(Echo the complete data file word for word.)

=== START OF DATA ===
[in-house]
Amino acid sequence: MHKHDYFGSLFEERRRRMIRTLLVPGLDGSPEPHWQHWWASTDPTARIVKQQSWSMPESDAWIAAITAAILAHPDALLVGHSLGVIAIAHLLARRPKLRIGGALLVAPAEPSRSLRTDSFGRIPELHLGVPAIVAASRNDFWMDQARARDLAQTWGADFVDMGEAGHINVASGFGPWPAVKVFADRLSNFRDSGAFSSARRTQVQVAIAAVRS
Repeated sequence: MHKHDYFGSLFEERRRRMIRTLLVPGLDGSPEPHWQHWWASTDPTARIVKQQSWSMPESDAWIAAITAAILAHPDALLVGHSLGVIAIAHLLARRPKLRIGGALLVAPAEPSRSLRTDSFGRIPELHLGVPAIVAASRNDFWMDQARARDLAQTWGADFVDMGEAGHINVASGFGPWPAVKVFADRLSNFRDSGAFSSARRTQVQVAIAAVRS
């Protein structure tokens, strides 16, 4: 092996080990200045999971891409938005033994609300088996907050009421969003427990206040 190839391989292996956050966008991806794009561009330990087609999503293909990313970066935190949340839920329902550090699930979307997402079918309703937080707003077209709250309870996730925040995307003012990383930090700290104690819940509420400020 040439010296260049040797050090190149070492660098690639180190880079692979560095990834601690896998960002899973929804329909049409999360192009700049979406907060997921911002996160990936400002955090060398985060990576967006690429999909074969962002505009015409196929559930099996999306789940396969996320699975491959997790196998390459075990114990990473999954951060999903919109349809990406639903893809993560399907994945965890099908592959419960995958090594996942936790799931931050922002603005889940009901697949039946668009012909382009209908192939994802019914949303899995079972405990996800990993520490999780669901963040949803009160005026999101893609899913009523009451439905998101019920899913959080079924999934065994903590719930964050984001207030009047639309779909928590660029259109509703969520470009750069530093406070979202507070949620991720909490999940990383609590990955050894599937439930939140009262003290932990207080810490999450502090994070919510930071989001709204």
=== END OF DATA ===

[in-house]
Amino acid sequence: MHKHDYFGSLFEERRRRMIRTLLVPGLDGSPEPHWQHWWASTDPTARIVKQQSWSMPESDAWIAAITAAILAHPDALLVGHSLGVIAIAHLLARRPKLRIGGALLVAPAEPSRSLRTDSFGRIPELHLGVPAIVAASRNDFWMDQARARDLAQTWGADFVDMGEAGHINVASGFGPWPAVKVFADRLSNFRDSGAFSSARRTQVQVAIAAVRS
Repeated sequence: MHKHDYFGSLFEERRRRMIRTLLVPGLDGSPEPHWQHWWASTDPTARIVKQQSWSMPESDAWIAAITAAILAHPDALLVGHSLGVIAIAHLLARRPKLRIGGALLVAPAEPSRSLRTDSFGRIPELHLGVPAIVAASRNDFWMDQARARDLAQTWGADFVDMGEAGHINVASGFGPWPAVKVFADRLSNFRDSGAFSSARRTQVQVAIAAVRS
């Protein structure tokens, strides 16, 4: 092996080990200045999971891409938005033994609300088996907050009421969003427990206040 190839391989292996956050966008991806794009561009330990087609999503293909990313970066935190949340839920329902550090699930979307997402079918309703937080707003077209709250309870996730925040995307003012990383930090700290104690819940509420400020 040439010296260049040797050090190149070492660098690639180190880079692979560095990834601690896998960002899973929804329909049409999360192009700049979406907060997921911002996160990936400002955090060398985060990576967006690429999909074969962002505009015409196929559930099996999306789940396969996320699975491959997790196998390459075990114990990473999954951060999903919109349809990406639903893809993560399907994945965890099908592959419960995958090594996942936790799931931050922002603005889940009901697949039946668009012909382009209908192939994802019914949303899995079972405990996800990993520490999780669901963040949803009160005026999101893609899913009523009451439905998101019920899913959080079924999934065994903590719930964050984001207030009047639309779909928590660029259109509703969520470009750069530093406070979202507070949620991720909490999940990383609590990955050894599937439930939140009262003290932990207080810490999450502090994070919510930071989001709204």